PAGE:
IMPACT News editorial briefing with local water organizations

By Matt Stephens at Community Impact Newspaper

Population growth in the Greater Houston area continues to put a strain on groundwater resources throughout the region. Several groundwater conservation and subsidence organizations have formed in recent years to reduce the dependency their communities have on groundwater and prevent subsidence.

The Harris/Galveston and Fort Bend subsidence districts were created in 1975 and 1989, respectively, with the goal of preventing subsidence, which can lead to flooding. Mike Turco has been the general manager of the districts since 2013.

Created in January 2000, the North Harris County Regional Water Authority secures long-term water sources for communities in north Harris County. NHCRWA President Al Rendl has served Harris County Water Control District No. 91 as a director and was the chairman for the North Harris County Water Issues and Annexation Reform Group.

Where does most of the water come from within your region?

Rendl: In the ground where we have been [using water] there have been three aquifers. There was a Chicot Aquifer, which is very shallow, and that’s about dry. There was an Evangeline Aquifer that most of the subdivisions in the north part of the county had been drilling into, and that is depleting very rapidly. And there is the Jasper Aquifer that goes down much deeper, but when you get that deep you get water that starts to be too salty to drink. Surface water comes from the San Jacinto River or Lake Houston and Lake Conroe. The other water we use is reclaimed water. We have several golf courses now that are reclaiming water.

How important is water to the development of undeveloped land in the Greater Houston area?

Turco: No water, no development. They’ve got to go hand in hand. Those areas where you move further out into Harris County and in western parts of Fort Bend County, they’re likely going to be developed on some form of groundwater use because there is no infrastructure in those areas to get the alternative supply that’s there. As we’ve seen happen in the past with development, infrastructure will reach those areas, and we’ll be working with them to get them converted to surface water and alternative sources of water as that development occurs.

What areas in north Harris County are priorities for surface water conversion?

Rendl: The way we are doing this is [starting] from the older subdivisions and moving north and west. The older subdivisions were the most heavily populated at the time we started doing it. So basically that was along the [FM] 1960 corridor out to about [Hwy.] 249. Although we do have some beyond [Hwy.] 249, and then going north we have almost everything covered between [FM] 1960 and [FM] 2920 from about just east of I-45 out to [Hwy.] 249. Now we are looking at the other majorgrowth areas that have occurred since we started doing this. We have ExxonMobil up by I-45 at the Spring Creek area up there. They need lots of water, and we’re looking at how to get water to them quickly. Then you have the Grand Parkway, which is not complete yet. But I can tell you if you take an overhead view of what’s going on at the Grand Parkway, every place there’s an interchange there is a massive development already starting. So we’re going to have to get water there.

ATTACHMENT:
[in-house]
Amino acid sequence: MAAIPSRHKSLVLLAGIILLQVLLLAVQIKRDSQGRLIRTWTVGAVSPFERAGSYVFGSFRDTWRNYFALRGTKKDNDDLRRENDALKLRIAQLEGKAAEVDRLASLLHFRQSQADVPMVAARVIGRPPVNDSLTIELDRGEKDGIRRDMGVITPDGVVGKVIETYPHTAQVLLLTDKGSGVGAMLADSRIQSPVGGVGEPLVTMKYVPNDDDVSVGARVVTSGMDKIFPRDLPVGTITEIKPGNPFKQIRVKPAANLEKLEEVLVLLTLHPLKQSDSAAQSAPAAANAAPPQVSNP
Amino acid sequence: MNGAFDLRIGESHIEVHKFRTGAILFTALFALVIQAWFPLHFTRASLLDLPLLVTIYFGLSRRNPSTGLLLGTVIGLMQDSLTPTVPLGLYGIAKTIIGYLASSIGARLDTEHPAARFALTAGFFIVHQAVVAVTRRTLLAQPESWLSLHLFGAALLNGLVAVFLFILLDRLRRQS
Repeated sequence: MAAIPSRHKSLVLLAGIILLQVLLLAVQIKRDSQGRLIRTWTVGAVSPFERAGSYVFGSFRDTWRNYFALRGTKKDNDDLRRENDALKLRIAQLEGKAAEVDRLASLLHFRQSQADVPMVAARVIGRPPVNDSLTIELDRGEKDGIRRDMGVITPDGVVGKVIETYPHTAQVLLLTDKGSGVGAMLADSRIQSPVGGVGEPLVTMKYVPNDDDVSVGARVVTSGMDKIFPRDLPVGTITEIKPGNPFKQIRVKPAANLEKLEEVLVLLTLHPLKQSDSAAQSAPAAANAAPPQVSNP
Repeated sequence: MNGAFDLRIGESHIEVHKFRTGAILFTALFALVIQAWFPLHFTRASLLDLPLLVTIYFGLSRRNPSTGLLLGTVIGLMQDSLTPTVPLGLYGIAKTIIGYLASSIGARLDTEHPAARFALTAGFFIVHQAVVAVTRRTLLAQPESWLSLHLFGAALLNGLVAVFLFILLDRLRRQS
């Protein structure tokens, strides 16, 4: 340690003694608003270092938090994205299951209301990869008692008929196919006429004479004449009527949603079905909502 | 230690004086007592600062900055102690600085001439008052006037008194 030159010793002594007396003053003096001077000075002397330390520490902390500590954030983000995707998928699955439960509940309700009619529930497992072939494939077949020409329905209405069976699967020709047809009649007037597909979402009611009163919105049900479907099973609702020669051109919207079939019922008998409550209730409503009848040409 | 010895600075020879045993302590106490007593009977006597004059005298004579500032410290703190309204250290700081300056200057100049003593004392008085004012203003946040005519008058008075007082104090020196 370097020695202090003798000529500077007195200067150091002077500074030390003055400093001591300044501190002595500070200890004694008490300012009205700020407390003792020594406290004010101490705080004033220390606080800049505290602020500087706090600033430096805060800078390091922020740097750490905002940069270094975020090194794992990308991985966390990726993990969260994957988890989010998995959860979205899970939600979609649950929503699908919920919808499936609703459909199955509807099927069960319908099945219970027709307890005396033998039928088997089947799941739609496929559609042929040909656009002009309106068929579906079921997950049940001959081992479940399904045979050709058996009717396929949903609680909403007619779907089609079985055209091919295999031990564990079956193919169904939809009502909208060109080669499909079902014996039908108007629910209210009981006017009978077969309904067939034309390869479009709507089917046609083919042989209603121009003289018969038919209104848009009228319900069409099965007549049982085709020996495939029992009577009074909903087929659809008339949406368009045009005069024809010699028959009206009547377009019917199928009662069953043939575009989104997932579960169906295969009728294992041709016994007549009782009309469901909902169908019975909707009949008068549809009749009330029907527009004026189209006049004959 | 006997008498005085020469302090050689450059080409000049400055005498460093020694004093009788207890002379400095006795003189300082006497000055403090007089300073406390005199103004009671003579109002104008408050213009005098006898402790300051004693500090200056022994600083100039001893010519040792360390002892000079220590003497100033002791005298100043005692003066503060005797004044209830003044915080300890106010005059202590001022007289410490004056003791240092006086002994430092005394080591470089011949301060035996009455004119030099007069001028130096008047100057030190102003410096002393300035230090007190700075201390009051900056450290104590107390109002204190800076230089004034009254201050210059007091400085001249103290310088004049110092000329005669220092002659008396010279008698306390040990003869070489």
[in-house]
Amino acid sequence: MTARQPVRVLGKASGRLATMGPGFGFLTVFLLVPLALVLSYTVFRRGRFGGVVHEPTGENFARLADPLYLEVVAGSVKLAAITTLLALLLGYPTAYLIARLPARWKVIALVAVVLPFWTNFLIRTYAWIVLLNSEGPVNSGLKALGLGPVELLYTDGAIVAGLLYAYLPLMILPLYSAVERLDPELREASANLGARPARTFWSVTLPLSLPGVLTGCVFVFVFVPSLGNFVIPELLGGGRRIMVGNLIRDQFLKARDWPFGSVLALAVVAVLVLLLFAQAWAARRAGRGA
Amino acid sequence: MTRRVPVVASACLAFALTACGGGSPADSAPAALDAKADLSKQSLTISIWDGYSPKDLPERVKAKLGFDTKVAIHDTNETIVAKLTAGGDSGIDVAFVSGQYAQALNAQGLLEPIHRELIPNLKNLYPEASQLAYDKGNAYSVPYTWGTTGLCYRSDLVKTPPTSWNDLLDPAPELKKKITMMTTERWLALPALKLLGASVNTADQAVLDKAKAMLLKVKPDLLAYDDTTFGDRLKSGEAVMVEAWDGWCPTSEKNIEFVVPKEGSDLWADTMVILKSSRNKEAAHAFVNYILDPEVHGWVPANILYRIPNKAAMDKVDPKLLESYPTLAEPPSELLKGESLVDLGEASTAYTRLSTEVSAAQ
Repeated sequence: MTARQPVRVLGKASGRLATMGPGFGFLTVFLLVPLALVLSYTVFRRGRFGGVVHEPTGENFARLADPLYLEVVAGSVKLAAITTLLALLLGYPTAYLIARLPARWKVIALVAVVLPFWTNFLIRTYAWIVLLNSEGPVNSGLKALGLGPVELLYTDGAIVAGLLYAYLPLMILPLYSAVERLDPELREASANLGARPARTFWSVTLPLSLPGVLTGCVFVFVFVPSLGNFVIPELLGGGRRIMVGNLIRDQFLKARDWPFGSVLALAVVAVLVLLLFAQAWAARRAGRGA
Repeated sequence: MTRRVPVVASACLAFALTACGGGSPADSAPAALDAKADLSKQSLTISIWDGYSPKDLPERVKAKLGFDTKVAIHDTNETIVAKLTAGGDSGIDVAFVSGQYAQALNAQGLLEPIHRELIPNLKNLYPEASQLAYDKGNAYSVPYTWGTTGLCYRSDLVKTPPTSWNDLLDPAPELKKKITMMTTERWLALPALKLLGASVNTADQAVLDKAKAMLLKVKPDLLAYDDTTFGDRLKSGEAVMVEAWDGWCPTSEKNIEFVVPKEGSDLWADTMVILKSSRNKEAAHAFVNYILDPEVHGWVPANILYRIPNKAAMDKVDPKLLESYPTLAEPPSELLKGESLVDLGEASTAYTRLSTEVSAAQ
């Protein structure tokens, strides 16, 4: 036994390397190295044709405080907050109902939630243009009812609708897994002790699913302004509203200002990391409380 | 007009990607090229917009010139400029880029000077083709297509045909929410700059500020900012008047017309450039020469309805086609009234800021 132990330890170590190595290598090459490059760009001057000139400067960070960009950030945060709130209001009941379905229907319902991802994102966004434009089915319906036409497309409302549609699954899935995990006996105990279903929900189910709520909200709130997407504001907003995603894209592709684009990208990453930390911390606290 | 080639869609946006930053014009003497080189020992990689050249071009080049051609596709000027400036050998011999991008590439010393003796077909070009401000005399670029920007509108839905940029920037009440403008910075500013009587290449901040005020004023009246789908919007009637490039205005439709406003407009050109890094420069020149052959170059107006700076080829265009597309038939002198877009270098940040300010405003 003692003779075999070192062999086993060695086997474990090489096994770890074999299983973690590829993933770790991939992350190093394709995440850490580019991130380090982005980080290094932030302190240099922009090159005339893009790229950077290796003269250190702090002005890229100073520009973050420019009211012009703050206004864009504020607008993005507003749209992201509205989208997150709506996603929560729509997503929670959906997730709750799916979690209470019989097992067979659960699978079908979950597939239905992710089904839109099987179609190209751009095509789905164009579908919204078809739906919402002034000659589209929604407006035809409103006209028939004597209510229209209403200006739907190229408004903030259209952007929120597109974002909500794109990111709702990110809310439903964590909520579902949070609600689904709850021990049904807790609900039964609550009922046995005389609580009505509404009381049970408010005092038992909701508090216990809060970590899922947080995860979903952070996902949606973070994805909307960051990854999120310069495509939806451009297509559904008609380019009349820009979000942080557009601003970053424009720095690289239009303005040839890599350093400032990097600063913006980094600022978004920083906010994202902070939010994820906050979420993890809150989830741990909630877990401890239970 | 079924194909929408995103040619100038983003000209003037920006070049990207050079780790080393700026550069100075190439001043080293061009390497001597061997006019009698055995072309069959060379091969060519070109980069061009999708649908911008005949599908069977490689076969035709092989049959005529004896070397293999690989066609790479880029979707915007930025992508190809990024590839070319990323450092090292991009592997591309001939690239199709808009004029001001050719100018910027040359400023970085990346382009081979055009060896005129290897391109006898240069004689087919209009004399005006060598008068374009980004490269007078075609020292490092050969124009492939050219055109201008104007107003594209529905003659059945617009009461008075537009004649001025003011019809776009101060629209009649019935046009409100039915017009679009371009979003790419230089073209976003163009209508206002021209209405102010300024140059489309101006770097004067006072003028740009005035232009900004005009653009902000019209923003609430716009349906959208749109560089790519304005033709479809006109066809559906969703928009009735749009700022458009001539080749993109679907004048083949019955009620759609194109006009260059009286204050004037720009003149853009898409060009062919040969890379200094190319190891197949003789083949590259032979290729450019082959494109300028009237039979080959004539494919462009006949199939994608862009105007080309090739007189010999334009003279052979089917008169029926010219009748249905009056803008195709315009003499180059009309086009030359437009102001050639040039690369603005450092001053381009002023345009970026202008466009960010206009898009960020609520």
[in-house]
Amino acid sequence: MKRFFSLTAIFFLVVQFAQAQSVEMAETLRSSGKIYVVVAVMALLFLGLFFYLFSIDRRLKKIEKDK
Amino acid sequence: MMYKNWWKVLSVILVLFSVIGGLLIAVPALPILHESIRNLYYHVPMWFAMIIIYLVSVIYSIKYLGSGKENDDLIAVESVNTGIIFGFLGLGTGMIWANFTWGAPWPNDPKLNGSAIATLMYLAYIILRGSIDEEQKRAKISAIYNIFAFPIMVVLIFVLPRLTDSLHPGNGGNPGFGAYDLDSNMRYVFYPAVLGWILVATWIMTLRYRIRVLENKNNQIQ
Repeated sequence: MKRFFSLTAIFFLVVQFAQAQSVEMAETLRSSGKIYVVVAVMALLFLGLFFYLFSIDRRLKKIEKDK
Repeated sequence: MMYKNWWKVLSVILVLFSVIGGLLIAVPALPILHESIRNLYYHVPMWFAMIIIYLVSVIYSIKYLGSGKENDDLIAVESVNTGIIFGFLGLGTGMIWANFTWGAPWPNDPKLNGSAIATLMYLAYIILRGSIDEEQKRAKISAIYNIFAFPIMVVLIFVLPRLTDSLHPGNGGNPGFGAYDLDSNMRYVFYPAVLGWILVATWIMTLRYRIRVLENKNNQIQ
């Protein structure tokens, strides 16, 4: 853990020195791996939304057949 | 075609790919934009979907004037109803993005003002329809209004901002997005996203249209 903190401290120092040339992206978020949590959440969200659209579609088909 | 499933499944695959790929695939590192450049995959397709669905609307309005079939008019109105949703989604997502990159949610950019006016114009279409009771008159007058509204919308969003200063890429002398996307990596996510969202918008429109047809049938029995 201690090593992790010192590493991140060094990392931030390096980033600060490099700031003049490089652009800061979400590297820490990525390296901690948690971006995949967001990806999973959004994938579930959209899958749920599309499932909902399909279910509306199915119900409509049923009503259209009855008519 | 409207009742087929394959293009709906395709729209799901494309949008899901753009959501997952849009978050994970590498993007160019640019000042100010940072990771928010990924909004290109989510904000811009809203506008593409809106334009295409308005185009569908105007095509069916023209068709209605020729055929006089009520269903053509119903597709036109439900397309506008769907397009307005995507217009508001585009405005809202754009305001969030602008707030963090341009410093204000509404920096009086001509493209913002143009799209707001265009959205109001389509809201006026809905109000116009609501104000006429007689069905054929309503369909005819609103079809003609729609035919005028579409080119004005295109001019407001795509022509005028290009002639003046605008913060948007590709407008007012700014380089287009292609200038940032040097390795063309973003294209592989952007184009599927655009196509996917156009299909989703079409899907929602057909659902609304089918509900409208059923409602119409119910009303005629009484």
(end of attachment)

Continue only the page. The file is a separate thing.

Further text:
How do you address these areas?

Rendl: Currently we do not have more than 31 million gallons a day from this treatment plant on Lake Houston, but we are in the process of developing with the city of Houston, the West Harris County Regional Water Authority, Fort Bend [Subsidence District] and the Central [Harris County Regional Water] Authority to build an additional 320 million gallons [per day] of treatment capacity at that facility which we, in the north, will have about 145–150 million gallons [per day] that we will be able to use sometime in the future [around 2021]. But that doesn’t mean we wait until 2021 to start getting pipes to all of the communities. We’re putting pipes in the ground today that won’t be filled until 2021 [through 2024]. We have a goal of getting to 60 percent [groundwater use] reduction by 2025.”

What is the Luce Bayou Project?

Rendl: In the future, we will be getting surface water from the Trinity River, and it will be coming to us from a conveyance called the Luce Bayou Project. [It] will be a series of pumps to start with at the river pumping into large-diameter pipes for a couple of miles. Then it will go into a channel conveyer to get it into the far northeast branch of the San Jacinto River. And then it will flow through the lake to the city of Houston’s water treatment plant on the southwest side of the lake.

Why is the project so important, and what effect will it have in Houston?

Rendl: The Luce Bayou Project is an absolute must to meet the needs of the growing population. There’s not enough water in the San Jacinto River Basin—which is Lake Houston and Lake Conroe—so we’re bringing it from the Trinity River through the Luce Bayou. That project will be bringing about 450 million gallons a day at its peak. The [NHCRWA] will be getting 36 percent of the capacity.

Turco: Looking at it from the whole of Harris County in particular, that project is absolutely vital to our regulatory plan. We need that so we can fulfill our mandate to stop subsidence. From 2000 to 2010, there’s been over a foot of subsidence in Area 3, which is [in] western and northern Harris County. We factored [Luce Bayou] into our plan because our plan needs to be attainable and reasonable. The only way it can be attainable is if the alternative water supplies are there.”